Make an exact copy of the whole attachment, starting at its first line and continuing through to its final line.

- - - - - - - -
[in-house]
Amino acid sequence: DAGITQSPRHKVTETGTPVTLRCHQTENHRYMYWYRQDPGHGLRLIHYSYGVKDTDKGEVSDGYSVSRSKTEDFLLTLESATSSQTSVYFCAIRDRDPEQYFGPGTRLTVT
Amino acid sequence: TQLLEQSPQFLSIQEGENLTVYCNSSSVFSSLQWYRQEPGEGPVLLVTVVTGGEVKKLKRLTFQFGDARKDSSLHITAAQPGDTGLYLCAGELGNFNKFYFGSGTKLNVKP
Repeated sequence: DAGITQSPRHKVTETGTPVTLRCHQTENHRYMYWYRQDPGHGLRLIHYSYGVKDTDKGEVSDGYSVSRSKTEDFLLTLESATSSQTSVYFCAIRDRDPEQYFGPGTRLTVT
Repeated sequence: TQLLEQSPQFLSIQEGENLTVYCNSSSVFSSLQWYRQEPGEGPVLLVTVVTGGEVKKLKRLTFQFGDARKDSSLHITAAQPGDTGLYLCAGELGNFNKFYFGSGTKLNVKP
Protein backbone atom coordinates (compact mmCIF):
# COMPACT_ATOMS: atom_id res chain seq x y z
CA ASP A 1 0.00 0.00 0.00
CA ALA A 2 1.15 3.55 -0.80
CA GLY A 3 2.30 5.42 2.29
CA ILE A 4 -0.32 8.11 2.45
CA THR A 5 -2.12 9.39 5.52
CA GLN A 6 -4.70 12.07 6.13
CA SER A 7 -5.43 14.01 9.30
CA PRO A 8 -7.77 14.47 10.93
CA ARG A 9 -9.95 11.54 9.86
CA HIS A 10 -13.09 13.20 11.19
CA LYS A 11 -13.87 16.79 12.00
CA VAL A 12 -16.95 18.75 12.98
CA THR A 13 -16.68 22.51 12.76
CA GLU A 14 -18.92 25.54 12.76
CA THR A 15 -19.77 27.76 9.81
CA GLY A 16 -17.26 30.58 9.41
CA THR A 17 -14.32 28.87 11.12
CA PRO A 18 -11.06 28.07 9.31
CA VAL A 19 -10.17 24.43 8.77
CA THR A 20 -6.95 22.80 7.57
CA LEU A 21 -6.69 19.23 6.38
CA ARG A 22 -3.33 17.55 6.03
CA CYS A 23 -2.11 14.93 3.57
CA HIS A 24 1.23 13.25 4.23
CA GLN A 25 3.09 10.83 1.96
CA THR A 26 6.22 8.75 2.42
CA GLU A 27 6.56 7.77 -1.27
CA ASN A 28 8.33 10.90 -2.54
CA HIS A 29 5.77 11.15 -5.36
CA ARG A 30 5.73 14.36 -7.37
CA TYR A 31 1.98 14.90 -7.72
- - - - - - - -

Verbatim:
[in-house]
Amino acid sequence: DAGITQSPRHKVTETGTPVTLRCHQTENHRYMYWYRQDPGHGLRLIHYSYGVKDTDKGEVSDGYSVSRSKTEDFLLTLESATSSQTSVYFCAIRDRDPEQYFGPGTRLTVT
Amino acid sequence: TQLLEQSPQFLSIQEGENLTVYCNSSSVFSSLQWYRQEPGEGPVLLVTVVTGGEVKKLKRLTFQFGDARKDSSLHITAAQPGDTGLYLCAGELGNFNKFYFGSGTKLNVKP
Repeated sequence: DAGITQSPRHKVTETGTPVTLRCHQTENHRYMYWYRQDPGHGLRLIHYSYGVKDTDKGEVSDGYSVSRSKTEDFLLTLESATSSQTSVYFCAIRDRDPEQYFGPGTRLTVT
Repeated sequence: TQLLEQSPQFLSIQEGENLTVYCNSSSVFSSLQWYRQEPGEGPVLLVTVVTGGEVKKLKRLTFQFGDARKDSSLHITAAQPGDTGLYLCAGELGNFNKFYFGSGTKLNVKP
Protein backbone atom coordinates (compact mmCIF):
# COMPACT_ATOMS: atom_id res chain seq x y z
CA ASP A 1 0.00 0.00 0.00
CA ALA A 2 1.15 3.55 -0.80
CA GLY A 3 2.30 5.42 2.29
CA ILE A 4 -0.32 8.11 2.45
CA THR A 5 -2.12 9.39 5.52
CA GLN A 6 -4.70 12.07 6.13
CA SER A 7 -5.43 14.01 9.30
CA PRO A 8 -7.77 14.47 10.93
CA ARG A 9 -9.95 11.54 9.86
CA HIS A 10 -13.09 13.20 11.19
CA LYS A 11 -13.87 16.79 12.00
CA VAL A 12 -16.95 18.75 12.98
CA THR A 13 -16.68 22.51 12.76
CA GLU A 14 -18.92 25.54 12.76
CA THR A 15 -19.77 27.76 9.81
CA GLY A 16 -17.26 30.58 9.41
CA THR A 17 -14.32 28.87 11.12
CA PRO A 18 -11.06 28.07 9.31
CA VAL A 19 -10.17 24.43 8.77
CA THR A 20 -6.95 22.80 7.57
CA LEU A 21 -6.69 19.23 6.38
CA ARG A 22 -3.33 17.55 6.03
CA CYS A 23 -2.11 14.93 3.57
CA HIS A 24 1.23 13.25 4.23
CA GLN A 25 3.09 10.83 1.96
CA THR A 26 6.22 8.75 2.42
CA GLU A 27 6.56 7.77 -1.27
CA ASN A 28 8.33 10.90 -2.54
CA HIS A 29 5.77 11.15 -5.36
CA ARG A 30 5.73 14.36 -7.37
CA TYR A 31 1.98 14.90 -7.72